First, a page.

Auckland Mayor Wayne Brown is calling for a "radical rethink" of the Super City to protect services and keep rate increases well below inflation in the face of an economic and fiscal storm.
Brown started his speech with wide grin at the swearing-in ceremony for the mayor and 20 councillors at Auckland Town Hall this evening.
Brown said the new team of elected representatives collectively needs to think about how the council and its entities are run.
"The reality is that big, major, restructuring and savings are needed for the first time since the Super City began 12 years ago - and it needs to happen fast," he said.
Brown's message to the 20 councillors, their families and other guests was "tonight is a celebration" of New Zealand's democracy and the will of the people.
"We must ensure that what they have voted for is what is delivered…and leave our city and our region in a better and a more sustainable position as we formally take up our new roles," said Brown, who won the mayoralty three weeks ago by a big margin over his closest rival Efeso Collins.
The businessman and engineer said the new council takes office aware that Aucklanders and New Zealanders face the most difficult economic outlook for at least a generation.
"There is a cost of living crisis, that affects every one of us, whether we are paying a mortgage or rent, and which we see every day at the supermarket, the petrol pump and when the email bleeps telling us a new bill has arrived.
"Very soon, tens of thousands of Auckland families are going to see their interest payments on their mortgages triple," he said.
What's more, said Brown, none of the different scenarios around Auckland Council's finances are other than bad news.
"I've spoken about Aucklanders sailing into an economic and fiscal storm. Tonight, I'm sad to say, the wind and rain are already here."
Brown's in-tray contains a number of thorny issues, including an ongoing budget deficit of $90 million to $150m, deferring at least $230m of council projects, a looming budget blowout in the $4.4b City Rail Link, and financial problems at Auckland Transport for public transport.
These figures were produced well before the latest inflation figure of 7.2 per cent and forecasts inflation will remain high for some time.
Brown said without tens of millions of dollars in savings, Aucklanders' rates won't just increase by inflation, but by much more.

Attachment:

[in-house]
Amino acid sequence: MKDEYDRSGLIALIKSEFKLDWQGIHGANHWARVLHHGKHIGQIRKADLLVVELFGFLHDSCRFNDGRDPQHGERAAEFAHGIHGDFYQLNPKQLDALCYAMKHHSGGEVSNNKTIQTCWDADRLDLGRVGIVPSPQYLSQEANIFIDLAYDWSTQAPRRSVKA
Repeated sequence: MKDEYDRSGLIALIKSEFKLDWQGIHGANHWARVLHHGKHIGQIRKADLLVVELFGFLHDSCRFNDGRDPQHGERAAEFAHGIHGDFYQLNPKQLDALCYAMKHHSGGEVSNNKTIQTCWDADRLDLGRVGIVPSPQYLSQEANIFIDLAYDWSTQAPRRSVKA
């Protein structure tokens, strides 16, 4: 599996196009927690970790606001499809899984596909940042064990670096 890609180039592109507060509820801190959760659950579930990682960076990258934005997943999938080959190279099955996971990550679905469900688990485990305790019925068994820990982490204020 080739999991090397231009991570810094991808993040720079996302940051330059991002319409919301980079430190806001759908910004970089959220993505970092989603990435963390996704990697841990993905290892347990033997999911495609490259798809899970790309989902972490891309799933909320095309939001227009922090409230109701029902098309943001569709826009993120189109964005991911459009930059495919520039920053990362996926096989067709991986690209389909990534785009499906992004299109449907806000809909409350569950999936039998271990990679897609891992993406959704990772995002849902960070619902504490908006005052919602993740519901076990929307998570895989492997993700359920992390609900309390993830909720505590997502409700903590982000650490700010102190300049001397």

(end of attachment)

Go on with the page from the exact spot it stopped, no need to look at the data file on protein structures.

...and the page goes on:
"That means our new team needs, collectively, to radically rethink how Auckland Council, its council-controlled organisations [CCOs] and other entities are run," said Brown, who plans to apply the mantra "less is more".
"That's the only way to protect the services Aucklanders value, while keeping any rates increases well below inflation - and not add to the agony so many Auckland families will experience over the months and perhaps years ahead," the mayor said.
Brown said there would be a line-by-line review of the council, CCOs and other entities' books, citing a line in the Ports of Auckland for "other expenses" of $27m and $24m in the past two years.
"We need to know what that $25m a year of 'other expenses' is spent on, stop it from being spent if it's not adding anything, and return it to Auckland Council to keep rates low, the parks in good shape, the buses running and the zoo or museum an affordable treat for everyone," he said.
Meanwhile, the mayoral office today issued a press release on behalf of deputy mayor Desley, saying she stands side-by-side with the mayor on all his major initiatives, backed by 181,810 voters.
This followed an awkward joint press conference yesterday where Brown and Simpson fronted the media after the announcement of the Ōrākei councillor as deputy mayor.
Simpson said "we're very different people", saying she was "naturally more conciliatory" and unsure what part of Brown's programme to "Fix Auckland" she would back.
Today, Simpson said she is looking forward to working with the mayor and councillors in opposing Three Waters in its current form, working with Auckland Transport to ensure it delivers services Aucklanders expect and demand, and backing Brown's plans for Ports of Auckland, including keeping it in public ownership.
The former finance committee chairman also pledged to work with Brown to present a budget to the governing body that will keep rates as low as possible in the face of the economic storm.
The new mayor and councillors
Mayor: Wayne Brown
Albany ward: John Watson, Wayne Walker
Albert-Eden-Puketapapa ward: Christine Fletcher, Julie Fairey*
Franklin ward: Andy Baker*
Howick ward: Sharon Stewart, Maurice Williamson*
Manukau ward: Alf Filipaina, Lotu Fuli*
Manurewa-Papakura ward: Daniel Newman, Angela Dalton
Maungakiekie-Tamaki ward: Josephine Bartley
North Shore ward: Richard Hills, Chris Darby
Orakei ward: Desley Simpson
Rodney ward: Greg Sayers
Waitākere ward: Shane Henderson, Ken Turner*
Waitematā and Gulf ward: Mike Lee*
Whau ward: Kerrin Leoni*
(* New councillors)